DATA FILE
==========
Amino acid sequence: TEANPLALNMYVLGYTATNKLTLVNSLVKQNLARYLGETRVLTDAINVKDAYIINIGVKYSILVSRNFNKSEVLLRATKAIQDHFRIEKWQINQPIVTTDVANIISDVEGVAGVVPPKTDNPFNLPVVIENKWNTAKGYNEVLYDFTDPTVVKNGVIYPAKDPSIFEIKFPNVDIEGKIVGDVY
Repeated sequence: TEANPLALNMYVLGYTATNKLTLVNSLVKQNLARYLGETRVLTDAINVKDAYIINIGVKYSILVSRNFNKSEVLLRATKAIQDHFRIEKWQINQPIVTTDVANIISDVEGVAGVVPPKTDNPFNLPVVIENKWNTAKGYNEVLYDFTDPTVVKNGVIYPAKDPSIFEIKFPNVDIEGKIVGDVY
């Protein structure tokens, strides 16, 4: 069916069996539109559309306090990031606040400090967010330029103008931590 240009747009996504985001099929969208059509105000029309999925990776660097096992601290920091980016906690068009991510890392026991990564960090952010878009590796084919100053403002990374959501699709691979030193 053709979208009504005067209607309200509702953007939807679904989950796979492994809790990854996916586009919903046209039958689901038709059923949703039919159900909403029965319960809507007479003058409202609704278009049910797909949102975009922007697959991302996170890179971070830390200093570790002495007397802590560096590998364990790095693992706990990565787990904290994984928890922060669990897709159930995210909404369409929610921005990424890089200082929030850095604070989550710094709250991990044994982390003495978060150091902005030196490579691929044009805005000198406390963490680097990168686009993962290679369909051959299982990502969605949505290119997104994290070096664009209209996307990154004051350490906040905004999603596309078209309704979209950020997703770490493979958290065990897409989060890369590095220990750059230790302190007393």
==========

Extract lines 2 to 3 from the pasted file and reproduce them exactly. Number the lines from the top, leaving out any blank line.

Repeated sequence: TEANPLALNMYVLGYTATNKLTLVNSLVKQNLARYLGETRVLTDAINVKDAYIINIGVKYSILVSRNFNKSEVLLRATKAIQDHFRIEKWQINQPIVTTDVANIISDVEGVAGVVPPKTDNPFNLPVVIENKWNTAKGYNEVLYDFTDPTVVKNGVIYPAKDPSIFEIKFPNVDIEGKIVGDVY
């Protein structure tokens, strides 16, 4: 069916069996539109559309306090990031606040400090967010330029103008931590 240009747009996504985001099929969208059509105000029309999925990776660097096992601290920091980016906690068009991510890392026991990564960090952010878009590796084919100053403002990374959501699709691979030193 053709979208009504005067209607309200509702953007939807679904989950796979492994809790990854996916586009919903046209039958689901038709059923949703039919159900909403029965319960809507007479003058409202609704278009049910797909949102975009922007697959991302996170890179971070830390200093570790002495007397802590560096590998364990790095693992706990990565787990904290994984928890922060669990897709159930995210909404369409929610921005990424890089200082929030850095604070989550710094709250991990044994982390003495978060150091902005030196490579691929044009805005000198406390963490680097990168686009993962290679369909051959299982990502969605949505290119997104994290070096664009209209996307990154004051350490906040905004999603596309078209309704979209950020997703770490493979958290065990897409989060890369590095220990750059230790302190007393």